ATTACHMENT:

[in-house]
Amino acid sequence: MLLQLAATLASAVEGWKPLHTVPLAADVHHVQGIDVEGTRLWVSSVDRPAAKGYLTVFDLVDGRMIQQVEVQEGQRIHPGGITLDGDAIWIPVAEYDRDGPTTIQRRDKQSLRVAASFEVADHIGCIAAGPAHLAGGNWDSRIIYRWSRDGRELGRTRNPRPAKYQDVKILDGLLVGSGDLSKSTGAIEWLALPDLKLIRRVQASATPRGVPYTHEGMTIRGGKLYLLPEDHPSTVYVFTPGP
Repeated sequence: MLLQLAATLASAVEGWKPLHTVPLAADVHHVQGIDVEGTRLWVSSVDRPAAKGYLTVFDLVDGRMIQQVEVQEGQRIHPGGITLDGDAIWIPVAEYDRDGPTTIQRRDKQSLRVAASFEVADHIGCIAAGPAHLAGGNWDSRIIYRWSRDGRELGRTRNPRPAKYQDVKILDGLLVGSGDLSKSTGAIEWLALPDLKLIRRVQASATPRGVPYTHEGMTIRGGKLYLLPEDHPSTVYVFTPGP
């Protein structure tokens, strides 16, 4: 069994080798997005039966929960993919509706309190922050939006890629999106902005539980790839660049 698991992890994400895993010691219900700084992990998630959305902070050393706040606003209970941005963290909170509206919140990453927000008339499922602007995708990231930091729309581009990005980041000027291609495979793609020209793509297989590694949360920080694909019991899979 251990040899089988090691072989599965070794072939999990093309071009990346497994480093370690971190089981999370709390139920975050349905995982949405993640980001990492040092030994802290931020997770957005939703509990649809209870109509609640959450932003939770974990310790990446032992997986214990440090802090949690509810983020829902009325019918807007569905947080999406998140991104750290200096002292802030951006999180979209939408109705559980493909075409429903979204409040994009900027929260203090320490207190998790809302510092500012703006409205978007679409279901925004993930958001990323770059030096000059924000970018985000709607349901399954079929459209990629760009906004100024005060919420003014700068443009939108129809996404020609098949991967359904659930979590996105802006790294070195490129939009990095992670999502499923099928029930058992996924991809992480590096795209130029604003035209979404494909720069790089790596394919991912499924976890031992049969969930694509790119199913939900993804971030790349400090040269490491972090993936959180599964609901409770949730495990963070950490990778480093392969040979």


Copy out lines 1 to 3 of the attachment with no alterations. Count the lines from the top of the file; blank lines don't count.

[in-house]
Amino acid sequence: MLLQLAATLASAVEGWKPLHTVPLAADVHHVQGIDVEGTRLWVSSVDRPAAKGYLTVFDLVDGRMIQQVEVQEGQRIHPGGITLDGDAIWIPVAEYDRDGPTTIQRRDKQSLRVAASFEVADHIGCIAAGPAHLAGGNWDSRIIYRWSRDGRELGRTRNPRPAKYQDVKILDGLLVGSGDLSKSTGAIEWLALPDLKLIRRVQASATPRGVPYTHEGMTIRGGKLYLLPEDHPSTVYVFTPGP
Repeated sequence: MLLQLAATLASAVEGWKPLHTVPLAADVHHVQGIDVEGTRLWVSSVDRPAAKGYLTVFDLVDGRMIQQVEVQEGQRIHPGGITLDGDAIWIPVAEYDRDGPTTIQRRDKQSLRVAASFEVADHIGCIAAGPAHLAGGNWDSRIIYRWSRDGRELGRTRNPRPAKYQDVKILDGLLVGSGDLSKSTGAIEWLALPDLKLIRRVQASATPRGVPYTHEGMTIRGGKLYLLPEDHPSTVYVFTPGP